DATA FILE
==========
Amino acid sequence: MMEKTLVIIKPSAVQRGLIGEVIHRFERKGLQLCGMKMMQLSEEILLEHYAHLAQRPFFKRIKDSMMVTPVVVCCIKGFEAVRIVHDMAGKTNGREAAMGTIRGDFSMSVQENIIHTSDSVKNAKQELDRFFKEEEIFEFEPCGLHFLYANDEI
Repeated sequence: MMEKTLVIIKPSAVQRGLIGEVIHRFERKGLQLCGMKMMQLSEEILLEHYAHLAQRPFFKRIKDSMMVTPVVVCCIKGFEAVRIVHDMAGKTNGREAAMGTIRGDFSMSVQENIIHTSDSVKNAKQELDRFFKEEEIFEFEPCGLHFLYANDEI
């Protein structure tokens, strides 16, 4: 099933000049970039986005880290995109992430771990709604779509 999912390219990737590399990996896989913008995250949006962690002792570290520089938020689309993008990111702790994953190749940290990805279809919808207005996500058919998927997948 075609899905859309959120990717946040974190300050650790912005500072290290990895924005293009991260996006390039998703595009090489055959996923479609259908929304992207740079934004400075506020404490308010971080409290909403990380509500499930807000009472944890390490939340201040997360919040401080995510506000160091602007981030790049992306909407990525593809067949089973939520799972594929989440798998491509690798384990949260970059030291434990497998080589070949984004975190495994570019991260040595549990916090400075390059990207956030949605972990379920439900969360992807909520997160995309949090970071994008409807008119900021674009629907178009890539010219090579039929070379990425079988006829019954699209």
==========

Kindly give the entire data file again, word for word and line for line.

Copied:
Amino acid sequence: MMEKTLVIIKPSAVQRGLIGEVIHRFERKGLQLCGMKMMQLSEEILLEHYAHLAQRPFFKRIKDSMMVTPVVVCCIKGFEAVRIVHDMAGKTNGREAAMGTIRGDFSMSVQENIIHTSDSVKNAKQELDRFFKEEEIFEFEPCGLHFLYANDEI
Repeated sequence: MMEKTLVIIKPSAVQRGLIGEVIHRFERKGLQLCGMKMMQLSEEILLEHYAHLAQRPFFKRIKDSMMVTPVVVCCIKGFEAVRIVHDMAGKTNGREAAMGTIRGDFSMSVQENIIHTSDSVKNAKQELDRFFKEEEIFEFEPCGLHFLYANDEI
């Protein structure tokens, strides 16, 4: 099933000049970039986005880290995109992430771990709604779509 999912390219990737590399990996896989913008995250949006962690002792570290520089938020689309993008990111702790994953190749940290990805279809919808207005996500058919998927997948 075609899905859309959120990717946040974190300050650790912005500072290290990895924005293009991260996006390039998703595009090489055959996923479609259908929304992207740079934004400075506020404490308010971080409290909403990380509500499930807000009472944890390490939340201040997360919040401080995510506000160091602007981030790049992306909407990525593809067949089973939520799972594929989440798998491509690798384990949260970059030291434990497998080589070949984004975190495994570019991260040595549990916090400075390059990207956030949605972990379920439900969360992807909520997160995309949090970071994008409807008119900021674009629907178009890539010219090579039929070379990425079988006829019954699209």